Slide 5 of 15
Based on their constituency, and research showing the benefits of their regular consumption, the healthiest diet is one centered around fruits, vegetables, and nuts. What I mean is, be sure these are in your diet if you can eat them. I say "if you can eat them" mostly in reference to nuts because nuts do have the potential for allergic and immune reactions. Also, try to let the majority of what you eat consist of fruits, vegetables, and nuts, and if you do eat other things, let that be the minority.
The things you really want to try to limit, and if possible to avoid are: cholesterol and animal proteins, especially those from meat, dairy, and eggs, because they contribute to the development of heart and vascular disease, autoimmune disease, and degenerative disease of some internal organs (like the kidneys from having to process and eliminate high amounts of protein; starchy carbohydrates, which are mainly found in grains and potatoes, and simple sugars-good old-fashioned sugar, junk foods, desserts, because they contribute to obesity, diabetes, high triglyceride and cholesterol in blood, fatigue, and autoimmune disease (mainly speaking of gluten and to some extent, corn); sodium, which is mainly found in shaker salt, canned and pickled food, and processed meats, because of its contribution to high blood pressure; and chemical preservatives/dyes and pesticides in produce because of their potential to cause degenerative and immune diseases and probably cancers. It's your personal choice whether you limit these or avoid them; what you don't hear me saying is "Eat a lot of these." Finally, avoid food to which you are immunologically sensitive, based on reactions you notice or accurate laboratory testing.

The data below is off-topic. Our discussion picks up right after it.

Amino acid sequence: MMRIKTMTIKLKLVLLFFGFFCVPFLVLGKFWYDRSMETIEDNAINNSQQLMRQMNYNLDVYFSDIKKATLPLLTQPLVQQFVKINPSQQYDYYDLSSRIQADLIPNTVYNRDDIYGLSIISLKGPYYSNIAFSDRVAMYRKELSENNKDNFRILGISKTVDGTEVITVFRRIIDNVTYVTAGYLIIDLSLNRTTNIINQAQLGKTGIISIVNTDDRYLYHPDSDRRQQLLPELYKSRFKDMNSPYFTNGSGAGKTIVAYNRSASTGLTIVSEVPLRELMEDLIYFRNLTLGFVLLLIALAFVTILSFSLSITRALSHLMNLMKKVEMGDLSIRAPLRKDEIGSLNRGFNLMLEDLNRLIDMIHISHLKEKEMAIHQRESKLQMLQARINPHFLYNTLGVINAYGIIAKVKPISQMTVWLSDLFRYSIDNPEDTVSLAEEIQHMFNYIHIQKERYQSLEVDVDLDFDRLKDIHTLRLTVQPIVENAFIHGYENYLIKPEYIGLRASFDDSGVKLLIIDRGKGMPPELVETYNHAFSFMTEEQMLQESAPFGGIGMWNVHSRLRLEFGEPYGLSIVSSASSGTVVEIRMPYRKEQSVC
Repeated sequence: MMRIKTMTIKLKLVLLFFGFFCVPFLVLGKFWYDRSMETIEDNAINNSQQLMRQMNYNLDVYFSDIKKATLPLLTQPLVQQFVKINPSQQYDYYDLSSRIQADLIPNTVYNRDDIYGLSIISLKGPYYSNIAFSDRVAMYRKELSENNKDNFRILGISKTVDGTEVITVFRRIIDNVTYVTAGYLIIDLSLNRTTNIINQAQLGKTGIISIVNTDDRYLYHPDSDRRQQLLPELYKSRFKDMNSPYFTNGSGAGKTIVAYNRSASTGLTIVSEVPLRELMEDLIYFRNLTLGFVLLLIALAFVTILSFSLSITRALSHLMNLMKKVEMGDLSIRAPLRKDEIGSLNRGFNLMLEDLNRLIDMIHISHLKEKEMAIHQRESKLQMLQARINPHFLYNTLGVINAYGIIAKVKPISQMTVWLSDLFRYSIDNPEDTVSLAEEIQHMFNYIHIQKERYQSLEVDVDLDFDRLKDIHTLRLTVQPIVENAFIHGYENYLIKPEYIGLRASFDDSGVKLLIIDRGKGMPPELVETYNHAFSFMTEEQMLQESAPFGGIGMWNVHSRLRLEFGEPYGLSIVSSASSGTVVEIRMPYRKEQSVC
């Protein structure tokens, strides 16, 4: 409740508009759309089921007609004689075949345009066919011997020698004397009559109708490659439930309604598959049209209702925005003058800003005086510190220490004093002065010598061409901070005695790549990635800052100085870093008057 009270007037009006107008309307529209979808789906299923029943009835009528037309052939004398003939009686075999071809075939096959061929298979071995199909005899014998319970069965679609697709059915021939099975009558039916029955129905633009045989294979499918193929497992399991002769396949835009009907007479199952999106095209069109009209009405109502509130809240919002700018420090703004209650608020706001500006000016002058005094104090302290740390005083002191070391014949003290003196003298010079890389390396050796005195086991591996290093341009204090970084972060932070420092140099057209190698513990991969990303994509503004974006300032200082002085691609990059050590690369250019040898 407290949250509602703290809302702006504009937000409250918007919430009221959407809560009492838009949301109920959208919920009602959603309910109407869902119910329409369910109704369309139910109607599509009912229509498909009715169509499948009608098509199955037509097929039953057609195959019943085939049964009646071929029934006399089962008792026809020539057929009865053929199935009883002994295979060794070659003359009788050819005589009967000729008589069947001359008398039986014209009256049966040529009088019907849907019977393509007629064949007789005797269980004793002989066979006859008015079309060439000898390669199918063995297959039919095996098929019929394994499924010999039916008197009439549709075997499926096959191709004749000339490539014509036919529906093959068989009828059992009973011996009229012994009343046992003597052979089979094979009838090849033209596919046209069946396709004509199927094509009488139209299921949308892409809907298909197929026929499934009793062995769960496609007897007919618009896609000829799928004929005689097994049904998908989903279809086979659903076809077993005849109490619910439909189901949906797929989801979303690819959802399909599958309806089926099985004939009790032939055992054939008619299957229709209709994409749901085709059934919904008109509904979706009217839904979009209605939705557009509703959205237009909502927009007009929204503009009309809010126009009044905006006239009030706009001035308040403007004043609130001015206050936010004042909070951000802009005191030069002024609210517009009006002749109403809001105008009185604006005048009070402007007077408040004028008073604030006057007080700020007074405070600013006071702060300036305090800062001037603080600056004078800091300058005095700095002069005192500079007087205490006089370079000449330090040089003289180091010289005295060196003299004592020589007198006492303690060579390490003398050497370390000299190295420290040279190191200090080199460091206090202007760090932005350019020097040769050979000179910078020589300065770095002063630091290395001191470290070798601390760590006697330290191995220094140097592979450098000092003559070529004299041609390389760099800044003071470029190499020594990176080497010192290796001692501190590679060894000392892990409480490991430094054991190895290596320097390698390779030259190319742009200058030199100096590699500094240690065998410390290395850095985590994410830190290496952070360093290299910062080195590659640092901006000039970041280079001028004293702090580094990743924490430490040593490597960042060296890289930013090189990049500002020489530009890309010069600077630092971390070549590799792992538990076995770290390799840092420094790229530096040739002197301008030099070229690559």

What is it about gluten that makes it so stimulating to the immune system? It is its biochemical structure, the amino acids that constitute the protein, which makes it peculiarly reactive to the immune system of people with certain genes. In fact, it almost certainly has to be true that when the function of this gene evolved, it was probably reacting to an infectious organism. Our evolutionary ancestors did not eat gluten but for the last 10,000 years. There was something that came before eating grass seed that led this gene to be present. It may actually have provided a survival benefit. To have an extra sensitive immune system might have kept our ancestors from dying back when people died mostly from infections. But in this day and age, we don't die as often from infection. We live long enough to get other things. Certainly we live long enough to start reacting to our own bodies in the form of autoimmune disease, and of course now we've got all these other factors: environmental factors, the increased gluten content of hybridized wheat, other preservatives, who knows what else, facilitating these reactions. So, unfortunately, now a very sensitive immune system often leads to more health problems.
Unfortunately, most doctors don't have very much interest or knowledge in how food leads to illness. That's because they are in a different model, a different paradigm of illness; that illness is caused mostly by infections and degenerative diseases that require medicines or interventive procedures. But there are a few doctors who are aware of these things, because they are not in that same paradigm.
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